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Soft Bank Reportedly Planning To Buy $750 Million WeWork Shares In Floundering IPO

Courtesy of ZeroHedge View original post here.

Soft Bank Reportedly Planning To Buy $750 Million WeWork Shares In Floundering IPO

Update: Having apparently decided that, since it can't stop CEO Adam Neumann from pressing ahead with his ill-fated IPO, it might as well do what it can to stanch the bleeding, Soft Bank is reportedly considering buying up to $750 million worth of WeWork shares in the offering – roughly one-fourth of the $3 billion WeWork is seeking to raise – to try and avoid, or at least delay, a massive on-paper loss.

Soft Bank is WeWork's biggest backer. During its last funding round, the Japanese telecoms giant with a VC arm valued WeWork at $47 billion. Reports published earlier today suggested that WeWork might accept a valuation as low as $10 billion simply to get the deal done, an alarming sign of just how badly the cash-burning startup – which has raised $12 billion so far – needs capital to keep on functioning.

SoftBank Group Corp. plans to buy at least $750 million of the shares in WeWork’s impending IPO, a move that could allow the office-sharing company to shore up an offering that has been plagued by tepid investor demand.

The Japanese technology conglomerate, already the biggest investor in WeWork’s parent, would end up with 25% or more of the shares sold in an offering that’s expected to raise at least $3 billion and value the startup at between $15 billion and $20 billion, according to people familiar with the matter.

That is significantly lower than the $47 billion valuation SoftBank bought in at earlier this year, reflecting skepticism over WeWork’s governance and ability to reverse steep losses.

The situation is still fluid, and there is no guarantee there will be enough overall demand to enable the company to pull off the beleaguered offering—or that it will achieve a valuation within the range that’s currently envisioned, some of the people said.

Of course, as WSJ notes, none of this is set in stone, and whether the company goes ahead with the IPO is still an open question. But as of late Friday, it appears that the offering is full steam ahead.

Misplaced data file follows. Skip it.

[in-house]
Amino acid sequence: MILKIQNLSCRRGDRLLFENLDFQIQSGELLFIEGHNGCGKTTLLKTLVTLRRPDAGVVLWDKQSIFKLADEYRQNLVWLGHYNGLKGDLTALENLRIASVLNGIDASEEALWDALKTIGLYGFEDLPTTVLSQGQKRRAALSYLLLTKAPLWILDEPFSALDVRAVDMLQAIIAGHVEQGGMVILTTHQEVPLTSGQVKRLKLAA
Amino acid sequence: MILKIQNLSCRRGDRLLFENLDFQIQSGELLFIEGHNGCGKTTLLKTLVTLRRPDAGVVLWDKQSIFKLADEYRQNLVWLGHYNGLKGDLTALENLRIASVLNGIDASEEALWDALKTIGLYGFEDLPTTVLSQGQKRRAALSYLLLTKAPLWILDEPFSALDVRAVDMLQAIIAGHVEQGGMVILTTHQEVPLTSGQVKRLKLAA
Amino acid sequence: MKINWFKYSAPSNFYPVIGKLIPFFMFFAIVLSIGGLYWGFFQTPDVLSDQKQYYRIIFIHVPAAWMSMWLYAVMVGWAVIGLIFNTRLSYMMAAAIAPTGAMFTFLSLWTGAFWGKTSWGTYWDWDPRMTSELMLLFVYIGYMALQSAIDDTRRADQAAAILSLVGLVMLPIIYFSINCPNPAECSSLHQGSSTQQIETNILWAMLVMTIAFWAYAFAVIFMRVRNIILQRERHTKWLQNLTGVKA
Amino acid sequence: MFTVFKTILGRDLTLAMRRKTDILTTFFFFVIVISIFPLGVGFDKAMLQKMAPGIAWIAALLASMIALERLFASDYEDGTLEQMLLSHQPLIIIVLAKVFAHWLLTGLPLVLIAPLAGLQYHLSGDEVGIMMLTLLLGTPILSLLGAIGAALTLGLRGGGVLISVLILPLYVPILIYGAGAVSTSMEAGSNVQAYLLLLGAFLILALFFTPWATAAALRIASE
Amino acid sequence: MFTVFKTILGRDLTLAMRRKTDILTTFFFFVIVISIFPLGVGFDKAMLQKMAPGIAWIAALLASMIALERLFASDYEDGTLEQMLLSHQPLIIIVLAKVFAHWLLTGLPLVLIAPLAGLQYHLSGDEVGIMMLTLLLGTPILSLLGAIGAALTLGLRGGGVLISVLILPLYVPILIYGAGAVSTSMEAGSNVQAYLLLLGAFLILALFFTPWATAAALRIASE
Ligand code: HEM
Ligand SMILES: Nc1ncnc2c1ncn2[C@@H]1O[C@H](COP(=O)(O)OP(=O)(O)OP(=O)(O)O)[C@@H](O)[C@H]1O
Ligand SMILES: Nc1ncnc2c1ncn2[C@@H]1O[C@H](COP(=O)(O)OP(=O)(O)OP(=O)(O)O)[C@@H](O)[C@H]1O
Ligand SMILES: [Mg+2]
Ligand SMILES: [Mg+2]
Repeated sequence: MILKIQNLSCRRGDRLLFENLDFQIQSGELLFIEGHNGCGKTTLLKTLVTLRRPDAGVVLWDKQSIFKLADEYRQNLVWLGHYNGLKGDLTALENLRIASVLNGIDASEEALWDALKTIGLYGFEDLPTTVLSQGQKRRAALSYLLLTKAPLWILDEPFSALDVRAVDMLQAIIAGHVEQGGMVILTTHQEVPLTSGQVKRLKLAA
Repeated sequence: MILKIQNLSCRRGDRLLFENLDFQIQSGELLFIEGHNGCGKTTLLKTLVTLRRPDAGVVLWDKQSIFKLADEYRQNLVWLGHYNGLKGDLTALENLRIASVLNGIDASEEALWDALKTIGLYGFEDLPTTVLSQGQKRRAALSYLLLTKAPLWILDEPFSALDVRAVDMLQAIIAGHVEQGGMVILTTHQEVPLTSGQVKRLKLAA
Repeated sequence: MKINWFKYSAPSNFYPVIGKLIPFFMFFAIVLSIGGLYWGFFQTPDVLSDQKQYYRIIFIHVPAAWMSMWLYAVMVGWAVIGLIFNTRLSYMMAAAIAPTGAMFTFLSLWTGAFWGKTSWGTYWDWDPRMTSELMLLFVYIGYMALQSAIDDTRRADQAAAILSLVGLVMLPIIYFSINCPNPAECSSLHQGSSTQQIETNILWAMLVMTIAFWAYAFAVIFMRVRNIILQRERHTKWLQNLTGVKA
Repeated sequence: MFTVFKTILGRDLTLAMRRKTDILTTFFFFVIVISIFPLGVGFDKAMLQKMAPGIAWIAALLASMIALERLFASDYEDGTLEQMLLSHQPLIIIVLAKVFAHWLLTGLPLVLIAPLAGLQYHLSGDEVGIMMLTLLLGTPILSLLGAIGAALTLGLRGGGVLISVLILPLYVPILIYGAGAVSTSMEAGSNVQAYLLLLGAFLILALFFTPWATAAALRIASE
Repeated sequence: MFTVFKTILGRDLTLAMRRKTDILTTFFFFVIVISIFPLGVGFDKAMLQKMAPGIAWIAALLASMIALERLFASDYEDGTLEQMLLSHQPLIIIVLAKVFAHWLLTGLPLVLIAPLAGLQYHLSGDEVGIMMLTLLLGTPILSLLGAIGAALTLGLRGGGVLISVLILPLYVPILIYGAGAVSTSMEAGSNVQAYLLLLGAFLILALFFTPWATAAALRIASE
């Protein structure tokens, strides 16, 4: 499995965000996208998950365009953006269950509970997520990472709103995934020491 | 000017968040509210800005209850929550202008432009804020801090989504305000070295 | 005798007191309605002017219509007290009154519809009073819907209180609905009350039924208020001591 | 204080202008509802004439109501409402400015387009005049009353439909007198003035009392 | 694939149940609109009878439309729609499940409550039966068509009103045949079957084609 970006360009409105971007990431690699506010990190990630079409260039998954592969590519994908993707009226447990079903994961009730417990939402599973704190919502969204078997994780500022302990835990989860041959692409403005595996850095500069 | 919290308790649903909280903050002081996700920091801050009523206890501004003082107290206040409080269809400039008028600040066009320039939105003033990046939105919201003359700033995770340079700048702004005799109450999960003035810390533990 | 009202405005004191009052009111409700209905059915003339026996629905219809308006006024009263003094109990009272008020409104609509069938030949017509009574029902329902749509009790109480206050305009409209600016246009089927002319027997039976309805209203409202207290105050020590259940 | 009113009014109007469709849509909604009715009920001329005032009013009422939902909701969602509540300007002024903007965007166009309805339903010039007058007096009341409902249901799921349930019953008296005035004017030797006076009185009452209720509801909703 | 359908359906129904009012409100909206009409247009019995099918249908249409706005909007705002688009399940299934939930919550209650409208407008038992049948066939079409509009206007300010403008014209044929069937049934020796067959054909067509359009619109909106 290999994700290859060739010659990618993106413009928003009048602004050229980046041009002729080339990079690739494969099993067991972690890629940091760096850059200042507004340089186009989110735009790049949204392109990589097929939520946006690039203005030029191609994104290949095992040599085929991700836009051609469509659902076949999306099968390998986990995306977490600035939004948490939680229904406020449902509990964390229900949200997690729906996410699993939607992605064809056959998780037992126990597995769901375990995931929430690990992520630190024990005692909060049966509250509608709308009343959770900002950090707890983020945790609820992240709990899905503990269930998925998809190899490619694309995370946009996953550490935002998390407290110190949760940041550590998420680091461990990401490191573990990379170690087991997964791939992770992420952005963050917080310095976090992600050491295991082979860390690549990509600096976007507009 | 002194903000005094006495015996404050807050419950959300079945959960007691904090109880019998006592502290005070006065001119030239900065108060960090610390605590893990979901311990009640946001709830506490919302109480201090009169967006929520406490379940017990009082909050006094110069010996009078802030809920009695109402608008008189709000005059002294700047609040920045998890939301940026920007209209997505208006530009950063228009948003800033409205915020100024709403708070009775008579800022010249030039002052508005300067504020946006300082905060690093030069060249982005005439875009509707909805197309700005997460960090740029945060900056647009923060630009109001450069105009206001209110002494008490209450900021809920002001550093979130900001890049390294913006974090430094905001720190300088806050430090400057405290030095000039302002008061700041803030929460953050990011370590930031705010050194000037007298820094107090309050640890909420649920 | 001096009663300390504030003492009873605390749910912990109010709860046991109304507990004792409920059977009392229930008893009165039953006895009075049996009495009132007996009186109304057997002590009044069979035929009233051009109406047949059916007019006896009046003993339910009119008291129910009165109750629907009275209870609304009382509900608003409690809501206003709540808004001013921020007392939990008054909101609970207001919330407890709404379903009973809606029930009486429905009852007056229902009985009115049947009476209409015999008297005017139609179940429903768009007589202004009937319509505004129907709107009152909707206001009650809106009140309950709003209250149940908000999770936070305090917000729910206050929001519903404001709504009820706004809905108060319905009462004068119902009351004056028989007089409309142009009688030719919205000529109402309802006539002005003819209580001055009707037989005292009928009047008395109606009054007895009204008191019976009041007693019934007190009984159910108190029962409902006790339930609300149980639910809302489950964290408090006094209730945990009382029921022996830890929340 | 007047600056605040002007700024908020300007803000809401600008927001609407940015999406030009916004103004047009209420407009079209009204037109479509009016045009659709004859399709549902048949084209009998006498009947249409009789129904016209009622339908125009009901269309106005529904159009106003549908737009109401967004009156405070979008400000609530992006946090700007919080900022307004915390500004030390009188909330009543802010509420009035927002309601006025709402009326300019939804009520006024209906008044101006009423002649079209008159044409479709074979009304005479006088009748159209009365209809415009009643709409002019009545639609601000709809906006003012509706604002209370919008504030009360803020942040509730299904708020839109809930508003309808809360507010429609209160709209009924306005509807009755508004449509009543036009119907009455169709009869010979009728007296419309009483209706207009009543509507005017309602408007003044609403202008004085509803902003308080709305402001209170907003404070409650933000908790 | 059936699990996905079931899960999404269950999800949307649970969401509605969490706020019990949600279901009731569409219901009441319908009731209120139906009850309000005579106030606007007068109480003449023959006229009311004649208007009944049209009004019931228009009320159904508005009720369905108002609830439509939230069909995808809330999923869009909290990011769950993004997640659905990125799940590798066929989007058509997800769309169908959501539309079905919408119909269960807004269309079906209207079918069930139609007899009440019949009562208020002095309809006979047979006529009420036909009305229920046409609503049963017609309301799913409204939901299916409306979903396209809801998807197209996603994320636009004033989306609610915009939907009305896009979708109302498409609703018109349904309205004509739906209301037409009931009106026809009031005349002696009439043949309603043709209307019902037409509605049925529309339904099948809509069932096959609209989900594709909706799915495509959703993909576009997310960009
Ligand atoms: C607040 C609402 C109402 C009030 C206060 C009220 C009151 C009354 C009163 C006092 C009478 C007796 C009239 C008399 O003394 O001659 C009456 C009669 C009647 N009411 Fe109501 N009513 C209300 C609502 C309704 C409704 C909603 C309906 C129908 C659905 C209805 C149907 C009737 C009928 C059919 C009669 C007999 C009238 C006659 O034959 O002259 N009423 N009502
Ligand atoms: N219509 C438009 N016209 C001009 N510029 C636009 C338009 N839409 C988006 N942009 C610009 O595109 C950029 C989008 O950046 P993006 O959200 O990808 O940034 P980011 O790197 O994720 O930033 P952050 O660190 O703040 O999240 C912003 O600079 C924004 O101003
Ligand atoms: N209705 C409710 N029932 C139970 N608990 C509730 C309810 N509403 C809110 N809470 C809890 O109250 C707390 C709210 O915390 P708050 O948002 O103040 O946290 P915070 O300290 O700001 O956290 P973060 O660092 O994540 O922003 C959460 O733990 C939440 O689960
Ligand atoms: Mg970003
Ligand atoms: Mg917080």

* * *

The We Company's underwriters must be having serious trouble securing orders for WeWork's planned IPO, because in what is at least the fourth reported downgrade to the company's valuation in less than 10 days, Reuters reports that the company might try to sell its shares with a valuation as low as $10 billion during the IPO, just one-fifth of the $47 billion from its last private fundraising round in January.

WeWork owner The We Company may seek a valuation in its upcoming initial public offering of between $10 billion and $12 billion, a dramatic discount to the $47 billion valuation it achieved in January, people familiar with the matter said on Friday.

In a scramble to save the offering (which the company's biggest private backer, Japan's Soft Bank, has reportedly turned against) WeWork offered a handful of marginal governance changes that would dilute the control of CEO and co-founder Adam Neumann in a modified prospectus released on Friday (we detailed those changes earlier here).

These changes included reducing the voting power of the Class B and C shares that company insiders like Neumann would exclusively control. Concerns about the company's governance have been cited by potential investors as one reason why they might balk at paying such a large premium for a company that has never turned a profit in its 9 years of existence, despite raising $12 billion in private venture backing. The company also revealed that it would debut on the Nasdaq (that is, if the IPO still happens).

As Reuters points out, this latest proposed valuation indicates that the company isn't confident that the governance changes it unveiled on Friday were substantial enough to assuage investors' concerns.

Of course, the post-IPO struggles of other unicorns including ride-share companies Uber and Lyft probably haven't helped whet the market's appetite for yet another unprofitable unicorn. Yesterday, SmileDirectClub tumbled 12% during its market debut, becoming the first company since the financial crisis to see its shares sink during its opening day after raising more than $1 billion in an IPO.

Once again, WeWork declined to comment on the latest speculation about its IPO valuation. And though the company appears to still be preparing for an IPO, Reuters anonymous sources cautioned that a decision about the offering valuation (and, presumably, whether the company will even proceed with the offering) has been made. The company is expected to begin its pre-IPO roadshow next week, with a possible offering coming the week of Sept. 23.

 


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